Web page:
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Cut from history

By William Foreman

Scholarly gems are often found by sifting through dusty archives in foreign lands thousands of miles away. But sometimes they’re discovered just by doing some office cleaning on campus.

That’s what happened recently at the Center for Chinese Studies at the University of Michigan. Staffers who were tidying up a storage room found a stunning collection of rare propaganda papercut images from the Cultural Revolution—a period of massive political upheaval in China that began in 1966 and lasted about a decade.

With incredible detail, the long-forgotten papercuts portray the euphoria and zeal of the era as well as the violence and destruction that left the Chinese economy in shambles. The beautifully preserved poster-size images are painstakingly cut out of red paper in the tradition of the age-old Chinese handicraft, more commonly used to make decorations for weddings, Lunar New Year celebrations and other festivities.

One papercut shows the late Chinese leader Mao Zedong and his hand-picked successor, Lin Biao, standing up in a convertible car and waving to his cheering youthful followers, or Red Guards. In another image, Red Guards burn books while trampling on a Buddhist statue and other symbols of the feudal culture that Mao sought to wipe out. One papercut shows rallying workers threatening to stab political enemies with giant fountain pens that look like spears.

Wang Zheng, an associate professor of history at U-M, said she plans to use the papercuts in a book she is writing about the Cultural Revolution.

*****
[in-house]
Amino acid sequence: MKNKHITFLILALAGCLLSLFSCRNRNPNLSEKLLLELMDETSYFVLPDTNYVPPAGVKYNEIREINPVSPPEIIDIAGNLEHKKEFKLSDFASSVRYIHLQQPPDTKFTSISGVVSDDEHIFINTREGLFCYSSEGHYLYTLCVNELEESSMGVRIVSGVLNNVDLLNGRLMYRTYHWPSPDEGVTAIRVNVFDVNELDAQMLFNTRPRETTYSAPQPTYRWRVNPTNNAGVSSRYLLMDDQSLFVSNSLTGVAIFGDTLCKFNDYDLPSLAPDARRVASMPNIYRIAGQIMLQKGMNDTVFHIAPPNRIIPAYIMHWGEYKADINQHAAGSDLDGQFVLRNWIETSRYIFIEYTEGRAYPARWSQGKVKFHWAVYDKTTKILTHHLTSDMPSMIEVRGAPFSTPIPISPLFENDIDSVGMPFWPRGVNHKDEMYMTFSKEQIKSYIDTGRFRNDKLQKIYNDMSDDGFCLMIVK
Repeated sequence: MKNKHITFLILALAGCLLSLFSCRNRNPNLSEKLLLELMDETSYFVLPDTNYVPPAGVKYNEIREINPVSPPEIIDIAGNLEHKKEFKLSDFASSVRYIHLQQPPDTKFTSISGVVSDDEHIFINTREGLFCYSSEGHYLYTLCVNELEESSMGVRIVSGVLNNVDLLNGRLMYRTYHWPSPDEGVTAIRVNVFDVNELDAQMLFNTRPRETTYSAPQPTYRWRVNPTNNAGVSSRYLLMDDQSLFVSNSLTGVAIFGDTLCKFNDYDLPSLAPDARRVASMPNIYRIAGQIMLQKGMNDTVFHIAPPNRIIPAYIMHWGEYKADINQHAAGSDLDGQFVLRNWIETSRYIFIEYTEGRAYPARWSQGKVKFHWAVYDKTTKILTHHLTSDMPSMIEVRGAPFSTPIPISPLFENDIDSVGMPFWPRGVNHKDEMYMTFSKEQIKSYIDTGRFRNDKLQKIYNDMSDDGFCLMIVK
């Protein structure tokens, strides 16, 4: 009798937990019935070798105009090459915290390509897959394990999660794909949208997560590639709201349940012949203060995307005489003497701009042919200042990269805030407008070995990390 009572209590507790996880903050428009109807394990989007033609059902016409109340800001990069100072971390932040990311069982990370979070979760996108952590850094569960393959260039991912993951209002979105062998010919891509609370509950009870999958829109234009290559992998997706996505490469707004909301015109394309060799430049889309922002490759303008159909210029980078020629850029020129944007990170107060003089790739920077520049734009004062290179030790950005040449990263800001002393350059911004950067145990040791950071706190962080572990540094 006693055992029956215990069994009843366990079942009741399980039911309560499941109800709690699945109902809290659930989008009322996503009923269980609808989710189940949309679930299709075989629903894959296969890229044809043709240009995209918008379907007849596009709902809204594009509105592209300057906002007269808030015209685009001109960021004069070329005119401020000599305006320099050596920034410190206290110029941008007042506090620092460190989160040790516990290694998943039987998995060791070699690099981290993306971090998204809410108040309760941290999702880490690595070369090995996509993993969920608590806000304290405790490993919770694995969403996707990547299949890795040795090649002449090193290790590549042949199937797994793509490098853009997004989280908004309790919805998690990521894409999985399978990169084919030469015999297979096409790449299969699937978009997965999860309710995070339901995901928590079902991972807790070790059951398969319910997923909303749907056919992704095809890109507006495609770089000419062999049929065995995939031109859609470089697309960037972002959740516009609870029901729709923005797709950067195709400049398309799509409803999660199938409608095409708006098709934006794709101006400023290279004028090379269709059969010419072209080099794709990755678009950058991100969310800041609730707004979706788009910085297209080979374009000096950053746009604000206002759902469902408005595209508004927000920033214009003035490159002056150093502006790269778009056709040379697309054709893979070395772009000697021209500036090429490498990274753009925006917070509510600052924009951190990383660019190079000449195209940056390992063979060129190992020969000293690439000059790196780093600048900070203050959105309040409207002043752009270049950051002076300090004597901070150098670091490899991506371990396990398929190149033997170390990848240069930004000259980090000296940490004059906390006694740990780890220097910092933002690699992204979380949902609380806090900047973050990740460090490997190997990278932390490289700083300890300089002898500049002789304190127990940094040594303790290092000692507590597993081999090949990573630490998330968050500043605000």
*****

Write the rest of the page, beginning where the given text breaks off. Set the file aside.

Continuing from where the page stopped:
“What struck me as extremely valuable is that this papercut set has 15 images total, and these 15 papercuts actually present a historical narrative,” Wang said. “I’ve never seen such a large coherent narrative presented visually.”

The Center for Chinese Studies, which celebrates its 50th anniversary this fall, has no clear record of who left the papercuts.

But the center’s director, MaryGallagher, associate professor of political science, said the images were part of a large collection of material donated by the late scholar Michel Oksenberg, who taught at U-M for two decades beginning in 1973. Oksenberg is believed to have collected the paper cuts while doing research in Hong Kong in the early 70s, Gallagher said.

The set was probably made between 1970 and 71—during the middle of the Cultural Revolution—because they feature Lin Biao, Wang said. Lin was later accused of plotting a coup against Mao and branded a traitor after dying in a plane crash while fleeing the country in 1971.

Wang said the papercut collection is also significant because it was produced at a small art academy in the southern province of Guangdong—far from the center of power in Beijing. It’s unlikely that the collection was authorized or commissioned by the Communist Party’s central leadership, she said.

“This large art set was kind of spontaneously produced by the local artists. They didn’t have to follow Mao’s command,” she said. “In other words, we can use this to see how the very common, very average artists understood the Cultural Revolution at the time.”

Wang is trying to track down the artists in China and hopes to interview them to gain more insights about the era.

China’s revolutionary art is in high demand by collectors, and prices for papercuts vary a great deal in auctions and websites, said Xiaobing Tang, a U-M professor who studies modern and contemporary Chinese literature and visual culture.

Tang said that U-M’s papercuts are likely more valuable than others found online because they are more complex and refined.

“I would not be able to give the collection an appraisal,” he said, “but I can well imagine that each papercut may fetch over 1,000 RMB ($155) if it finds a serious collector.”

There are no immediate plans for a public display of the actual images because of concerns about preserving the delicate pieces. However, the public can view high-resolution scans of the papercut images at

William Foreman is a senior information officer at the University of Michigan News Service.